2– Ghost

Haunts a whole neighborhood, not a single house.  Incorporeal and immune to normal weapons, and very tough overall because it can vanish into the ethereal if wounded.  Getting rid of it requires either very powerful magic or figuring out why it is a ghost and fulfilling some specific condition, such as bringing its killer to justice.

3– Serial Killer

Just a normal human, physically anyway.  Likely has a consistent M.O., and almost certainly has a specific "type" that they go for.  Like, Ted Bundy always picked women who parted their hair down the middle.  Has no physical need to kill, so the time between murders is more a matter of willpower and convenience.  Will tend to become more brazen over time.

4– Abhorrer

As per Fire on the Velvet Horizon.  Since that book doesn't provide stats, try this: It has 4 HD to begin with.  It gains one HD every (current HD squared) weeks, assuming nothing happens to help or hinder it; gaining HD is a matter of accumulating wealth and social and political influence, mainly, but it also grows a bit bigger as its HD go up.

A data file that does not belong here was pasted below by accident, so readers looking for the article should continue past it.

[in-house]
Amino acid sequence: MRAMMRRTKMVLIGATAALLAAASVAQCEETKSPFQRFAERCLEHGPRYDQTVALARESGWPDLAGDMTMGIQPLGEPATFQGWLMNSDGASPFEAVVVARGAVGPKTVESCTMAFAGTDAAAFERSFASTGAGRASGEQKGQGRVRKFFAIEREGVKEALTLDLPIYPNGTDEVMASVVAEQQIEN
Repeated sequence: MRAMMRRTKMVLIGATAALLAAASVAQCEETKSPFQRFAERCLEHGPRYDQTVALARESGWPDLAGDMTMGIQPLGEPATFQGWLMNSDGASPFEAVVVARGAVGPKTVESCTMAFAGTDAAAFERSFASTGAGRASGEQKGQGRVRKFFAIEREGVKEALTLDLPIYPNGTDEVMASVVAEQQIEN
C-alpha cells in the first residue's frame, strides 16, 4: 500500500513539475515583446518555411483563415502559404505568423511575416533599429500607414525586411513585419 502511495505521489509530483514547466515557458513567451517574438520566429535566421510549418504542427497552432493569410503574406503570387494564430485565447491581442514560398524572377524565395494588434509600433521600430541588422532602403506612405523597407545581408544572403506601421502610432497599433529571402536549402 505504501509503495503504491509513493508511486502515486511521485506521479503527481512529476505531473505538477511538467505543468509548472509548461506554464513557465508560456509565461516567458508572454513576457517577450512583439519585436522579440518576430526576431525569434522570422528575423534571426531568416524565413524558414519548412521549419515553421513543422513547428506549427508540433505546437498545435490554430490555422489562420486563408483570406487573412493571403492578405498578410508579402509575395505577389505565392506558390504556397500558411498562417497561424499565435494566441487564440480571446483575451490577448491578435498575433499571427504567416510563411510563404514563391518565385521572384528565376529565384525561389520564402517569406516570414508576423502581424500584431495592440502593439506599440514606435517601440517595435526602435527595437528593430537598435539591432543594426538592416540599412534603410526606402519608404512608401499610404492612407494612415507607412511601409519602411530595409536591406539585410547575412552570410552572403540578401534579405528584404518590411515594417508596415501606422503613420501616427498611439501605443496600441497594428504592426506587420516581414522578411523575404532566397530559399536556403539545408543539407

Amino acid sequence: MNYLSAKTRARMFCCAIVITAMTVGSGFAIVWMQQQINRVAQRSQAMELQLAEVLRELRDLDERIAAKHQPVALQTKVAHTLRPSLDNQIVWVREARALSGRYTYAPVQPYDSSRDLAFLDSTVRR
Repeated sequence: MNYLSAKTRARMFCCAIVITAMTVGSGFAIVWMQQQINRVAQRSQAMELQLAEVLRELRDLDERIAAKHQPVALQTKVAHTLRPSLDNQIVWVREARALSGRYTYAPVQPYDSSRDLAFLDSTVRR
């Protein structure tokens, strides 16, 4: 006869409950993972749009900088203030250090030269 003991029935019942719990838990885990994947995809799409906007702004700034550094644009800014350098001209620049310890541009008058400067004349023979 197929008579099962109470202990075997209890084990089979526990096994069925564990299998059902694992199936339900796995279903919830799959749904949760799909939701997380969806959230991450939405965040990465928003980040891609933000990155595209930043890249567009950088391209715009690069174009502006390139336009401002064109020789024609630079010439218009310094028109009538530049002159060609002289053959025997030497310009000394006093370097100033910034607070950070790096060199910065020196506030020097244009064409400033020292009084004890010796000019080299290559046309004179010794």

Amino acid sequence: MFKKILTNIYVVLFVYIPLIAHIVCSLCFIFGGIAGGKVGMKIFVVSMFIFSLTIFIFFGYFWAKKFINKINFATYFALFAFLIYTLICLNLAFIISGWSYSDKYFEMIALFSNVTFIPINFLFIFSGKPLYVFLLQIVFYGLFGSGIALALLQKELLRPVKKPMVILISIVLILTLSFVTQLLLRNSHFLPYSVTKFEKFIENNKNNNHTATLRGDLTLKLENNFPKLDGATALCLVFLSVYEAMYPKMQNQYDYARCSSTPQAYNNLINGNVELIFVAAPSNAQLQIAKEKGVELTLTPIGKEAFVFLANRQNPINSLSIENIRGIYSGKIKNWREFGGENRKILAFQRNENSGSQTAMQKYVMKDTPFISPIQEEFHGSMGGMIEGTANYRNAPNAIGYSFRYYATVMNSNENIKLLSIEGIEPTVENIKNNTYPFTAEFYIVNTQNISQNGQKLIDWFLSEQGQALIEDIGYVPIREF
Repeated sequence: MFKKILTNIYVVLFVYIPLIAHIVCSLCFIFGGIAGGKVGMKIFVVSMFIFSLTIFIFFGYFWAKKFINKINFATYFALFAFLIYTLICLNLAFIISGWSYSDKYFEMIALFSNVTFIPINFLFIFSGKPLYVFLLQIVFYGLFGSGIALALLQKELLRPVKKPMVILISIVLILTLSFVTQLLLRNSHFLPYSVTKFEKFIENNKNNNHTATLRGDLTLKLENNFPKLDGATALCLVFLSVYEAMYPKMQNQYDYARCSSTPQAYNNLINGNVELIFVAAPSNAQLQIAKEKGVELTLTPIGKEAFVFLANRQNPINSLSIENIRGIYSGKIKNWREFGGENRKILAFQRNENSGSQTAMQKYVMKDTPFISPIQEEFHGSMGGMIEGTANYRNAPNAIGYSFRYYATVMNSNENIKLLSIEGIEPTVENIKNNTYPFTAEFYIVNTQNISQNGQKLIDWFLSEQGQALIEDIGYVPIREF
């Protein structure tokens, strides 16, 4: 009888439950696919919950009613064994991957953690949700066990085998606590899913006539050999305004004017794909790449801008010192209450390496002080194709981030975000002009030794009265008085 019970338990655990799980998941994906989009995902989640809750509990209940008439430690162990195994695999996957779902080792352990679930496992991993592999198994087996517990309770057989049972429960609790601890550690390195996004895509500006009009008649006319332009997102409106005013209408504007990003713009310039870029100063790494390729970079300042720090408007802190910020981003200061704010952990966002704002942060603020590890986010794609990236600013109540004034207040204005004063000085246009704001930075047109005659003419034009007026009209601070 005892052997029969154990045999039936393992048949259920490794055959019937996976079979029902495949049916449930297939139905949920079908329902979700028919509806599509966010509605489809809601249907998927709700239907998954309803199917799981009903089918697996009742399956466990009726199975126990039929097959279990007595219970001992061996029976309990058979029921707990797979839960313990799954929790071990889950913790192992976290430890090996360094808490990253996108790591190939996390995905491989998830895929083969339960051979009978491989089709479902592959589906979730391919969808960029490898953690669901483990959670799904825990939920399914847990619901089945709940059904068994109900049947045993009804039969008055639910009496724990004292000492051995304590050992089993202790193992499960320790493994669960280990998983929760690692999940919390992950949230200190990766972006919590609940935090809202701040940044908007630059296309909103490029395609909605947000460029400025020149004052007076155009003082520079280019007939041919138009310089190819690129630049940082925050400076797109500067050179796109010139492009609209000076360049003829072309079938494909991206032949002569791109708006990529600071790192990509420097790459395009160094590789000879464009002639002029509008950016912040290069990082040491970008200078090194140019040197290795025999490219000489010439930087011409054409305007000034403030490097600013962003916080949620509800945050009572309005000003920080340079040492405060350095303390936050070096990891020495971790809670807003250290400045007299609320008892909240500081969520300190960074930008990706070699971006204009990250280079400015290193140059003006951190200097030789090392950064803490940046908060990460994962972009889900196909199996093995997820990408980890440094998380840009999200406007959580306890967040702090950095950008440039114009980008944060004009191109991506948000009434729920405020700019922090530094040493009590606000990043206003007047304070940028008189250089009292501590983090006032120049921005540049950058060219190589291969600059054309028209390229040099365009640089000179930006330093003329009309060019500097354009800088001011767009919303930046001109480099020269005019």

Its "no breaking laws of social conventions" effect works on anyone within line of sight, and also passes through barriers within a radius of HD squared times 20 feet.  After a few years, its power can effectively prevent anyone from committing a crime anywhere in the city.

Assuming the abhorrer becomes well-known throughout the entire city before it dies, its death will trigger a sudden, massive city-wide crime wave, particularly if it is killed via a scheduled execution. Everyone who wants to commit a crime will simply wait for the moment of its death to do so.  Hopefully the party will be smart enough to foresee this.